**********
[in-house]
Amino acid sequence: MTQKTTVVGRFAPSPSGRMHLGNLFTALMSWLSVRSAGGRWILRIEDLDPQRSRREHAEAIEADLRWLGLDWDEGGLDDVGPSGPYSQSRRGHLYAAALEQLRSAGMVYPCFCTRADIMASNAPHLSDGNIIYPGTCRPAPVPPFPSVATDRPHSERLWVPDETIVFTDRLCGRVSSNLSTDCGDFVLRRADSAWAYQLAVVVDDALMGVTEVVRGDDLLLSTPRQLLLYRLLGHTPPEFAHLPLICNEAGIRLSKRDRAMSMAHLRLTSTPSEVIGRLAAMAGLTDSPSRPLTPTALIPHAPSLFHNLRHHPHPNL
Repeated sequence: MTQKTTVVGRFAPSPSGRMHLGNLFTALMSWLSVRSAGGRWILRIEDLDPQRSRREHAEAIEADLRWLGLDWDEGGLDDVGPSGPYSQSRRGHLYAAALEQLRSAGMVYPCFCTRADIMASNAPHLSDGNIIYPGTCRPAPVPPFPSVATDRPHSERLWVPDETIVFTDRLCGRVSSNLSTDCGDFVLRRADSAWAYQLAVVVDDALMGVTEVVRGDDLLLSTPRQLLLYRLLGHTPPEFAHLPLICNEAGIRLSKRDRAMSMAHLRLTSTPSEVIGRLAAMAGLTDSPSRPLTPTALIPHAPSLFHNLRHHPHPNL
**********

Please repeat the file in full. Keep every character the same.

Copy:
[in-house]
Amino acid sequence: MTQKTTVVGRFAPSPSGRMHLGNLFTALMSWLSVRSAGGRWILRIEDLDPQRSRREHAEAIEADLRWLGLDWDEGGLDDVGPSGPYSQSRRGHLYAAALEQLRSAGMVYPCFCTRADIMASNAPHLSDGNIIYPGTCRPAPVPPFPSVATDRPHSERLWVPDETIVFTDRLCGRVSSNLSTDCGDFVLRRADSAWAYQLAVVVDDALMGVTEVVRGDDLLLSTPRQLLLYRLLGHTPPEFAHLPLICNEAGIRLSKRDRAMSMAHLRLTSTPSEVIGRLAAMAGLTDSPSRPLTPTALIPHAPSLFHNLRHHPHPNL
Repeated sequence: MTQKTTVVGRFAPSPSGRMHLGNLFTALMSWLSVRSAGGRWILRIEDLDPQRSRREHAEAIEADLRWLGLDWDEGGLDDVGPSGPYSQSRRGHLYAAALEQLRSAGMVYPCFCTRADIMASNAPHLSDGNIIYPGTCRPAPVPPFPSVATDRPHSERLWVPDETIVFTDRLCGRVSSNLSTDCGDFVLRRADSAWAYQLAVVVDDALMGVTEVVRGDDLLLSTPRQLLLYRLLGHTPPEFAHLPLICNEAGIRLSKRDRAMSMAHLRLTSTPSEVIGRLAAMAGLTDSPSRPLTPTALIPHAPSLFHNLRHHPHPNL